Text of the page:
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09 Apr 20. On January 8th General Atomics Aeronautical Systems, Inc. (GA‑ASI) for the first time flew a new MQ-9 Remotely Piloted Aircraft (RPA) to a customer location at Holloman Air Force Base in New Mexico. Typically a new MQ-9 is packed and shipped by GA-ASI for reassembly after delivery. Ferrying the MQ-9 to Holloman saves costs and time in shipping, reducing time for airmen to reassemble the aircraft, making it available for training immediately upon arrival.
A key aspect of delivery was flying the RPA through the National Airspace System (NAS) after originating from GA-ASI’s Flight Operations Center in Palmdale, Calif. GA-ASI and Holloman air crews worked together to ensure the successful ferry of the aircraft.
“GA-ASI continues to lead the charge towards enabling large unmanned aircraft to fly in the NAS,” said David R. Alexander, president, GA-ASI. “Our efforts, along with other partners, are gaining momentum and successfully flying the MQ-9 to our U.S. Air Force customer further demonstrates the safety and efficiency of RPA flight in the broader airspace.”
The USAF estimates that ferrying the MQ-9 saved 142 man hours.
“This is the first time that team Holloman has taken delivery of a new MQ-9 by ferry flight,” said Col. Casey Tidgewell, 49th Operations Group commander. “It’s critically important because flying outside of our training area helps normalize RPA flight inside the NAS and provides broader aviation experience for our instructors. I could not be more proud of our operations and maintenance professionals that made this happen.”
GA-ASI has flown several RPA flights in the NAS while working with the FAA and other authorities to secure proper approvals. The company continues to work towards a future where its RPA can simply “file and fly” in the NAS just like commercial flights.
09 Apr 20. COVID-19: Masked Army Soldiers Test New Drones. Troops in improvised face masks to slow the spread of COVID-19 have begun field testing one candidate for the Future Tactical Unmanned Aerial System (FTUAS).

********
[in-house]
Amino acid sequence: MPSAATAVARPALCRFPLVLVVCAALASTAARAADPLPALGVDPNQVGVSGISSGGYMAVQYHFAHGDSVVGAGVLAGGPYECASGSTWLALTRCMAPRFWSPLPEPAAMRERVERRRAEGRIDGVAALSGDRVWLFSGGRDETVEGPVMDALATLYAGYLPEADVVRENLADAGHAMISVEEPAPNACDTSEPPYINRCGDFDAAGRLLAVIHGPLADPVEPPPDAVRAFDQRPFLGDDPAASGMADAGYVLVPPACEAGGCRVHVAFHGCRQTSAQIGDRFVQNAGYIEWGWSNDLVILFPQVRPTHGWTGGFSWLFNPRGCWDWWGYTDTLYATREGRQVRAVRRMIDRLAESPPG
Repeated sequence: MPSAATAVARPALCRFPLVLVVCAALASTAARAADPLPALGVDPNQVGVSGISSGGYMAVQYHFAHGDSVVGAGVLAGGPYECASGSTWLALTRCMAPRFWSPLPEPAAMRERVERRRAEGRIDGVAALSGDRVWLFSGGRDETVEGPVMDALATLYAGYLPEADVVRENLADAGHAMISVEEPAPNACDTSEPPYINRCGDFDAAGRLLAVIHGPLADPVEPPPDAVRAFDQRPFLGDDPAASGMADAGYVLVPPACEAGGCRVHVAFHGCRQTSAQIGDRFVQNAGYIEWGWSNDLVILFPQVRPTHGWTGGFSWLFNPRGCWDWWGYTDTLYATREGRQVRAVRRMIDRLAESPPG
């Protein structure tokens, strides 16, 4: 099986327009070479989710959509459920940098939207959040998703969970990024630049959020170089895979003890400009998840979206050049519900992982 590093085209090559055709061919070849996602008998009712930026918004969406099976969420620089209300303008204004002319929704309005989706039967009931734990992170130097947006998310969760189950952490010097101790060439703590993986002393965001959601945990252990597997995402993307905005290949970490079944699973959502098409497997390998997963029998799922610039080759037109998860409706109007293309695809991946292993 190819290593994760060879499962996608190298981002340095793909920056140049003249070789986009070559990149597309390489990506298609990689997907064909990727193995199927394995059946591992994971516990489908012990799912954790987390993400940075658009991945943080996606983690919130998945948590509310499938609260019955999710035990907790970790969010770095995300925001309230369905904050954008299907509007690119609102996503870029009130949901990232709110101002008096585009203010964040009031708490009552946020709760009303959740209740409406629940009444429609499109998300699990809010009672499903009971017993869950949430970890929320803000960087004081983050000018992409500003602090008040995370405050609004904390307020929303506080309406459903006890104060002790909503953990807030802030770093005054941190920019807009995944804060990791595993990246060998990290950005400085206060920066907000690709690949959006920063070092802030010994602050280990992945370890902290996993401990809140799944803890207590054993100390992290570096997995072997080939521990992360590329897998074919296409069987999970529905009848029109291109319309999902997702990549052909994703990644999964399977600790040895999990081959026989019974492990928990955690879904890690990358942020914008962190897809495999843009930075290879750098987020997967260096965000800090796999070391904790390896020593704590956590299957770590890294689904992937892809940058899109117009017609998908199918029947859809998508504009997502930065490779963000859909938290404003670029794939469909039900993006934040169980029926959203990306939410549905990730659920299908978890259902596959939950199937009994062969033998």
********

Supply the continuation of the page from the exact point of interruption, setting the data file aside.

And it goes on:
First Infantry Division soldiers at Fort Riley, Kansas launched their first Arcturus JUMP 20 recon drone on Tuesday, one of four UAVs the service is evaluating to replace the aging RQ-7 Shadow. While some high-profile weapons testing has been delayed or disrupted by the COVID-19 coronavirus, from the F-35 fighter to the IBCS missile defense network, the 1st ID’s commander, Maj. Gen. John Kolasheski, okayed the Future Tactical Unmanned Aerial System (FTUAS) test — with some precautions.
“1st Infantry Division Soldiers are encouraged to wear cloth face coverings in public settings or in situations such as the FTUAS assessment, where social distancing is difficult,” said Maj. John Allen. “Our actions to protect the force and prevent the spread of COVID-19 are continually assessed and revised as necessary and in accordance with Army policy.”.
Allen is public affairs officer for the division’s 1st Armored Brigade Combat Team. The unit, one of the oldest in the Army with a history going back to World War I, is now the first of five combat brigades that will be field-testing the four FTUAS contenders. The Martin V-Bat, Textron Aerosonde HQ, and L3Harris FVR-90 will each be tested by a different brigade, while two units (including the 1st ABCT) will try out the largest of the drones, Arcturus UAV’s 210-pound JUMP 20. The exact start dates are now uncertain as each unit and contractor must take precautions against the pandemic.
This multi-month, multi-brigade effort is part of Army Futures Command’s emphasis on getting feedback from real soldiers early in acquisition programs, rather than trying to perfect new technology in isolation from the people who’ll actually have to use it.
So far, so good, according to soldiers quoted in today’s Army announcement. The current Shadow drone is so loud that “we’re used to screaming at each other and having to use radios in order to communicate,” said Spc. Christopher McCoy. With the JUMP 20, he said, “you can stand right next to this aircraft and not even raise your voice.”
Getting a quieter scout drone is a top priority for the FTUAS program – not to save soldiers’ hearing, although that’s a positive side effect — but to make it harder for enemies to detect.
Drones An “Immediate Threat” – DoD Plans Rapid Acquisition of Counter-UAS Systems